Dear volunteers,

The work of Chicago Cares is rooted in connection. We build community. We share resources. We care for one another.

For many of us, the COVID-19 pandemic is disrupting this way of life. The best thing we can do right now is physically isolate ourselves, but let’s not confuse that with social isolation. There are still many ways we can step up to support our neighbors and make an impact, and Chicago Cares is here to help you to do that.

Chicago Cares’ commitment to volunteerism is unwavering. We will continue to amplify the critical work of Chicago’s community organizations, particularly those serving the south and west sides of our city, and we will continue to help you increase your engagement over time, setting you on a path from connection to education to action.

  • Build Connections: Connect with Chicagoans through service and collaborate to solve challenges facing our city.
  • Deepen Knowledge: Strengthen your relationships with neighbors and learn more about the assets and challenges of Chicago’s neighborhoods.
  • Champion Your Cause: Take deeper action on an issue important to you, whether through advocacy, organizing, or other change efforts.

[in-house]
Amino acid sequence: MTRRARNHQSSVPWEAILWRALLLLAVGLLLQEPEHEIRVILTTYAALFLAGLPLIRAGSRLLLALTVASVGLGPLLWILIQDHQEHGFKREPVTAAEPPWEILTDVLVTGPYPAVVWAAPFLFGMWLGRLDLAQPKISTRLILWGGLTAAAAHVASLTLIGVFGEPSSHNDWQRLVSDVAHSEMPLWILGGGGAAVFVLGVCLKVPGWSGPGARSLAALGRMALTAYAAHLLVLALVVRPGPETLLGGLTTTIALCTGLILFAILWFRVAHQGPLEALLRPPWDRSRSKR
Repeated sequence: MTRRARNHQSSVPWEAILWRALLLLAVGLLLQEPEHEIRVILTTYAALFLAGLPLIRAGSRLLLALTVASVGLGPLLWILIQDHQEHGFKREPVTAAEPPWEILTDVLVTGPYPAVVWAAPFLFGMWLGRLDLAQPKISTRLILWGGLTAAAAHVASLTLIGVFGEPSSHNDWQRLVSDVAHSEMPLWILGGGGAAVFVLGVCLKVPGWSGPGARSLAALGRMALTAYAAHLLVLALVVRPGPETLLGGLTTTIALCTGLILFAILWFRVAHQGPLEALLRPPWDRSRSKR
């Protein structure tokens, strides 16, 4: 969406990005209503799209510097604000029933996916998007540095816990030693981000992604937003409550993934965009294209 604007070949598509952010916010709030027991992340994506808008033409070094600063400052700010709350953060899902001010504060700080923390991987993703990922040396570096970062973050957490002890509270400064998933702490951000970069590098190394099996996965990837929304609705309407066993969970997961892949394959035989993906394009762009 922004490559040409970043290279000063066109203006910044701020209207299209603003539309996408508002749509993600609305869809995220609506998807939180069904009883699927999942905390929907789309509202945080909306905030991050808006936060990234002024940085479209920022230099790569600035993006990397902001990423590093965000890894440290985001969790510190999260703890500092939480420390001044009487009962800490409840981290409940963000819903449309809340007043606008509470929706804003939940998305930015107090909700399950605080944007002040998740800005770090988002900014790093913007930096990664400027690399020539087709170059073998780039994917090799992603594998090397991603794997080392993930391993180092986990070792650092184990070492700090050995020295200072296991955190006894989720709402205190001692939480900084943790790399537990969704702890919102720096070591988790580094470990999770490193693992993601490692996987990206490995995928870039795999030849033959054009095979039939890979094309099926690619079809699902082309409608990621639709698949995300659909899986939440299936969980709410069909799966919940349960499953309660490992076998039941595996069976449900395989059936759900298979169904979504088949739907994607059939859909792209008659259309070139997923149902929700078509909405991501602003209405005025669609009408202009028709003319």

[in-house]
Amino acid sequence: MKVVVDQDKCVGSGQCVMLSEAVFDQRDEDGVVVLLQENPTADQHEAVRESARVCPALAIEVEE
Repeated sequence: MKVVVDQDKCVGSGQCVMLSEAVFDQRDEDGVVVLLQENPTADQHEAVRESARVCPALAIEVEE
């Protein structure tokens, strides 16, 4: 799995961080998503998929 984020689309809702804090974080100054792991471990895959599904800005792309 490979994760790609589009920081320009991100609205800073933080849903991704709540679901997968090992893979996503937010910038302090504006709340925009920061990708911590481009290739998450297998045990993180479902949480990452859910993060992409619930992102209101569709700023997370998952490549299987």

Since mid-March, Chicago Cares has provided counsel and technical expertise to our community and institutional partners, including the city of Chicago and the state of Illinois, as they and others consider how to engage volunteers during the pandemic. Many organizations and institutions are working hard to reassign their current and displaced staff, recruit those who possess critical skillsets, and reimagine volunteer service that maintains social distancing requirements. After all, social distancing has limited service opportunities at the exact time when many are looking for ways to get engaged.

Chicago Cares is also committed to helping us expand our definition of what it means to serve, to connect, and to support one another. Let’s use this exceptional time to build empathy even when we cannot always connect in person – by shifting the conversations we are having, by learning our neighbors’ stories, by educating ourselves on the issues we face, and by asking ourselves how we will be better advocates when this is all over. After all, this health crisis has revealed the significant fault lines in our policies and how much more we need to be doing to support our neighbors.

We encourage you to follow Chicago Cares on social media (Twitter, Facebook, Instagram, and LinkedIn) to learn more about how you can socially connect with us even while we are physically distant. We will continue to be a resource for how you can make an impact during this crisis. When the pandemic ends, and it will end, let’s challenge ourselves to continue expanding our definition of what it means to serve one another so that the city can become more vibrant and equitable for all.


Jenné Myers
Chicago Cares